Why should we stretch?
It has been shown time and again that stretching is an essential part of muscle health, with benefits that extend from the moment of exercising to long after the last lap. Want to prevent injury in any way you can? Stretch. Want to stay flexible well into old age? Stretch. Want to improve circulation and performance during exercise? Stretch!
It’s never too late to pick up the practice, either. Those with arthritis will be glad to know that joint pain is lessened by common stretches. They do a lot to reduce inflammatory pain.
Wherever you are in life, it can only help to follow these basic tips:
Along with light cardio, active (or dynamic) stretching has been shown to be the most beneficial thing to do at the beginning of exercise or athletic performance. It involves movement and rhythm similar to the subsequent exercise itself. It lets the body know: “this is what you’re going to be doing right now. Get into the zone and don’t let me down!”
As Newton told us, an object prefers its current state of motion. Accordingly, you can’t shock the body into a sudden change in motion. It is best to always start out light and slow: do a light jog before breaking out into a full run, for example.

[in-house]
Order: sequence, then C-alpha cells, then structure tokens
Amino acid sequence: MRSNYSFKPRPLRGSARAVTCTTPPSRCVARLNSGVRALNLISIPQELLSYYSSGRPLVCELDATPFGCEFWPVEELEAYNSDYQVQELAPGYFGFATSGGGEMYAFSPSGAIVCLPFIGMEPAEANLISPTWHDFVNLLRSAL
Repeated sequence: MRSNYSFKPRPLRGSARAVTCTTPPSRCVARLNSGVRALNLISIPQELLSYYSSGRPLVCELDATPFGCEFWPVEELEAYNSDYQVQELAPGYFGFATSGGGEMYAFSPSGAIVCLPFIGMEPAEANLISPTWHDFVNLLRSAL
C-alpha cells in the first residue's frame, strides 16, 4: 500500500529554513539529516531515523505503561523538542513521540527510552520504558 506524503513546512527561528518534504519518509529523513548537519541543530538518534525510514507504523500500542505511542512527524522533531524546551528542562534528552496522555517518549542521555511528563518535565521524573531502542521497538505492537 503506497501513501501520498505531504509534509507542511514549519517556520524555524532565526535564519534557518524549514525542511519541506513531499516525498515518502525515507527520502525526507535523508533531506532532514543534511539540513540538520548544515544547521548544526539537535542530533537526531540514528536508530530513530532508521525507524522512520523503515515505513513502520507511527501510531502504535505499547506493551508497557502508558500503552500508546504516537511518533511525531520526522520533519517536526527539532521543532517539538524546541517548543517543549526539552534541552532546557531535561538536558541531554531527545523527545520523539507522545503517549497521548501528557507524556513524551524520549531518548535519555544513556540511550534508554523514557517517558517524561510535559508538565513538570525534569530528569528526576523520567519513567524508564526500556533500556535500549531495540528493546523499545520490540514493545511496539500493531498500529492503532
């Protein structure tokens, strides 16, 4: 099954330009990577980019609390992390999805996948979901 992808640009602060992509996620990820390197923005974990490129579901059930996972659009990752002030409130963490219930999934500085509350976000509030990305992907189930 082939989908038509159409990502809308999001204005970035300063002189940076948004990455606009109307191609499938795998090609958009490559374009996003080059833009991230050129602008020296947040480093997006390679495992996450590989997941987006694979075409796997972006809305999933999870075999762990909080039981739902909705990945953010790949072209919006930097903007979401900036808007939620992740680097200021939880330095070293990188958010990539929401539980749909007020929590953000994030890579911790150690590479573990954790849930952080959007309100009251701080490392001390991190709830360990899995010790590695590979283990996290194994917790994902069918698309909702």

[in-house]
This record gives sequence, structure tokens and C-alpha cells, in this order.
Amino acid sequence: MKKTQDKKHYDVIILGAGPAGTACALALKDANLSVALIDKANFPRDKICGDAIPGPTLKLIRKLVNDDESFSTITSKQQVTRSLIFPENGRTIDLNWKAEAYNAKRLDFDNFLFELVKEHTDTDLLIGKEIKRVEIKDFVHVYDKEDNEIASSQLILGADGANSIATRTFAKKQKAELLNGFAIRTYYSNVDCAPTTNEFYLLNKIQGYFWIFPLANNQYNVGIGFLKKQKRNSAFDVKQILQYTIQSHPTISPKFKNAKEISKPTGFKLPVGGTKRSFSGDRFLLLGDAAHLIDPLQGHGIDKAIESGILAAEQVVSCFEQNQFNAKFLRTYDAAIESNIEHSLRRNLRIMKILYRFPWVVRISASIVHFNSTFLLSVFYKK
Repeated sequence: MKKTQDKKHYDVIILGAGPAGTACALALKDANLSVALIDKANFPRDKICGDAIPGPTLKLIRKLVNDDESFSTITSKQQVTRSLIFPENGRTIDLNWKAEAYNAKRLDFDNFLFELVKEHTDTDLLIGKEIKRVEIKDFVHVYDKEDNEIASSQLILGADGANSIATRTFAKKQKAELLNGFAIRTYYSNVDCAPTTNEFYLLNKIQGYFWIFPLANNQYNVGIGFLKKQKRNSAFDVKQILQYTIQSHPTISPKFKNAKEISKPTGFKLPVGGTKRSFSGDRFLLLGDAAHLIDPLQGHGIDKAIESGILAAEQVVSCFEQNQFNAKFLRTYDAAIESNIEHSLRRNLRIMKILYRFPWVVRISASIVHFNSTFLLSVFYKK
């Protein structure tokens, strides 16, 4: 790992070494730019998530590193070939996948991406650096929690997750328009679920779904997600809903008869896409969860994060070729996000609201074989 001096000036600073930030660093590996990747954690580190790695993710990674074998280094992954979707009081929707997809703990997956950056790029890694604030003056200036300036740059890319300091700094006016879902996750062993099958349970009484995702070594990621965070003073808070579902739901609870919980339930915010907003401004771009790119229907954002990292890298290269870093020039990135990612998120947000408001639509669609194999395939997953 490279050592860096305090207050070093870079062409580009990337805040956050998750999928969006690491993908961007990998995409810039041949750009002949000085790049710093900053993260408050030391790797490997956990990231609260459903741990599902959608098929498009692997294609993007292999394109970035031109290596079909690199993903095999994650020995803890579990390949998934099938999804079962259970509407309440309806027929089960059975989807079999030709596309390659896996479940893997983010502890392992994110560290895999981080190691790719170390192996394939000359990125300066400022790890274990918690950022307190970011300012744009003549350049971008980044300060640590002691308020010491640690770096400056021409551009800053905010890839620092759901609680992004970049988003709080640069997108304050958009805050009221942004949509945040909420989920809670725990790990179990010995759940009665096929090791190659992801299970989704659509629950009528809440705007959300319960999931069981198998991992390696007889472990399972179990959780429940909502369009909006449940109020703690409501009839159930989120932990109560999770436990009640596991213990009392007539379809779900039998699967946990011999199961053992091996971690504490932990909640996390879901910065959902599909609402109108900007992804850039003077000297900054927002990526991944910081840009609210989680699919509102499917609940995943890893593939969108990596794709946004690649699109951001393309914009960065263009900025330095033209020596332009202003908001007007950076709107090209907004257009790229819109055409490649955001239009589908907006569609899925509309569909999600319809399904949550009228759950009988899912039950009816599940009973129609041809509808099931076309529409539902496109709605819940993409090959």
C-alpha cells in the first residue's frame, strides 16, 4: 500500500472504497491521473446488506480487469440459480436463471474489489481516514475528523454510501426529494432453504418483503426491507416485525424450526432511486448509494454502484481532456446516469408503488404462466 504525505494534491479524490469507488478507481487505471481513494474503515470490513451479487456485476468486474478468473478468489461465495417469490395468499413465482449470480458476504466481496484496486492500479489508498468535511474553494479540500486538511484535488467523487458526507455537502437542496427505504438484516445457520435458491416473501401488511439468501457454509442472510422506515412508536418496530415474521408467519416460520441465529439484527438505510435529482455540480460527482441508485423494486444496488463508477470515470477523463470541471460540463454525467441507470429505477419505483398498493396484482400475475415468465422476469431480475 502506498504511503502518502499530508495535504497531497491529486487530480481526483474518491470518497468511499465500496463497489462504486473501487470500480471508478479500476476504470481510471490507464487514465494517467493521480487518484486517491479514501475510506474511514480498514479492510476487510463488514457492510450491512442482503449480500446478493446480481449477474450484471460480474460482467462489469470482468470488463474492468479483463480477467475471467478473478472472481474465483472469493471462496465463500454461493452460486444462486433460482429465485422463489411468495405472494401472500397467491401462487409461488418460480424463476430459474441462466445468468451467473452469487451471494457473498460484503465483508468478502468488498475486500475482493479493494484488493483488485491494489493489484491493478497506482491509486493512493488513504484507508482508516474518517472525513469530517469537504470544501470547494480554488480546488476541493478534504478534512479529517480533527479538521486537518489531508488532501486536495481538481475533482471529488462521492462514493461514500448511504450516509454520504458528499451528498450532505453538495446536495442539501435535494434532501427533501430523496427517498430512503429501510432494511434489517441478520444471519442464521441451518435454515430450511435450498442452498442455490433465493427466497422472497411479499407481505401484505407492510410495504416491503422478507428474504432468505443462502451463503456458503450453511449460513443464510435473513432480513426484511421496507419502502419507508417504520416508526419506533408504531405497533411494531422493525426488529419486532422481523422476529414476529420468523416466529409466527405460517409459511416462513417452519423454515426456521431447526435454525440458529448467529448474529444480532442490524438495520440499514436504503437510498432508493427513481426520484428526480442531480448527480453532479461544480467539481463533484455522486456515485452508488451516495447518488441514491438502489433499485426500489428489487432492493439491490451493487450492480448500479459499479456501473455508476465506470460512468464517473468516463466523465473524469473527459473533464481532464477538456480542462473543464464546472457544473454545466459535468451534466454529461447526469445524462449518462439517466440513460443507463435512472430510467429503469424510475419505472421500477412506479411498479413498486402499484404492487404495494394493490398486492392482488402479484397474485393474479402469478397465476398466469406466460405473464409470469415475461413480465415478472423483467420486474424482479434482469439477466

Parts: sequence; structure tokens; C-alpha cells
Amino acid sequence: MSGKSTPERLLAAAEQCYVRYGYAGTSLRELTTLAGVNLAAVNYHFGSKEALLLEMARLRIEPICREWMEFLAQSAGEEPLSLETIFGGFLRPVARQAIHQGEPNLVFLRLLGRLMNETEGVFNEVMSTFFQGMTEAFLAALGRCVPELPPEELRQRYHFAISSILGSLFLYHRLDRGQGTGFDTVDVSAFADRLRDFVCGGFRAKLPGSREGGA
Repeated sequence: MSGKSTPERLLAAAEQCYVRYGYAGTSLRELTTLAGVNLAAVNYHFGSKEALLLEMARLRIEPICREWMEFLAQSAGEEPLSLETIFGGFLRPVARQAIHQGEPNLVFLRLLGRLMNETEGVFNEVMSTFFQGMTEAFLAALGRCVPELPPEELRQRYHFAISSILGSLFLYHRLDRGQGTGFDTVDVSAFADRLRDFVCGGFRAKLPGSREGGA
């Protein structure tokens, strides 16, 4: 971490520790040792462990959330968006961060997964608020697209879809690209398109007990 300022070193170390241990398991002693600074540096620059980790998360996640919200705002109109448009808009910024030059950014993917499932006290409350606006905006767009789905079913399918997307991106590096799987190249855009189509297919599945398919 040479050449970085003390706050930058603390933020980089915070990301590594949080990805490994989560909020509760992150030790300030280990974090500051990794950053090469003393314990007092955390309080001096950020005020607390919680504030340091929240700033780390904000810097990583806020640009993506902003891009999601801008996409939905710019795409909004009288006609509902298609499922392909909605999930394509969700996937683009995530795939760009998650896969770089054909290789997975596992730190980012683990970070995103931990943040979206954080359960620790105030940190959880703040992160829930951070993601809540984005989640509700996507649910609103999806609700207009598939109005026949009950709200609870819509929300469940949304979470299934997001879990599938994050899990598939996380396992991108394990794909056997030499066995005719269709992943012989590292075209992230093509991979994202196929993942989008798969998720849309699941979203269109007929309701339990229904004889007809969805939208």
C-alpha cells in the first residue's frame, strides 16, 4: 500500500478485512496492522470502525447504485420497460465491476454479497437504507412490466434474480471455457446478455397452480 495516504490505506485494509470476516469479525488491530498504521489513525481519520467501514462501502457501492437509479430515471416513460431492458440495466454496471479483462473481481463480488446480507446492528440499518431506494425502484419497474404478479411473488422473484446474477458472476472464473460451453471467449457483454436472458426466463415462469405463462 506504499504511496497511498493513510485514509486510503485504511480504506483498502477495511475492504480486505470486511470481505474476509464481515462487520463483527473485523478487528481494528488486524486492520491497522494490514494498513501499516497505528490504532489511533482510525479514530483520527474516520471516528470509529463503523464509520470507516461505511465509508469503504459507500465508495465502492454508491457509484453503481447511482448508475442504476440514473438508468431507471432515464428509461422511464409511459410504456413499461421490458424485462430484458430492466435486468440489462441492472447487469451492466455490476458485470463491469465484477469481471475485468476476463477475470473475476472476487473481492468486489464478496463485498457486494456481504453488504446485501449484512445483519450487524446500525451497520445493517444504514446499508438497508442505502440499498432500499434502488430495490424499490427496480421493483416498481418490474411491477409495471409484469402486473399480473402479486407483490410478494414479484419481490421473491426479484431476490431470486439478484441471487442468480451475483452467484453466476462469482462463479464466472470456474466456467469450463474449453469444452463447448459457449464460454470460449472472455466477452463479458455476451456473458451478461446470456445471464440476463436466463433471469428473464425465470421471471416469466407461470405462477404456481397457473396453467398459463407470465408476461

Do Static Stretches at the Right Time
Up next are static stretches. Static stretching involves striking a pose and holding it for ten to thirty seconds. It is recommended that you do this with warmed-up muscles. Otherwise, you could overstretch and hurt yourself.
The physics tidbit about the states of motion applies here as well. Make sure your athletic activity winds down in a measured way. This includes another set of stretches. A good cool-down reduces soreness the next day and lets you get back out and onto your feet that much quicker.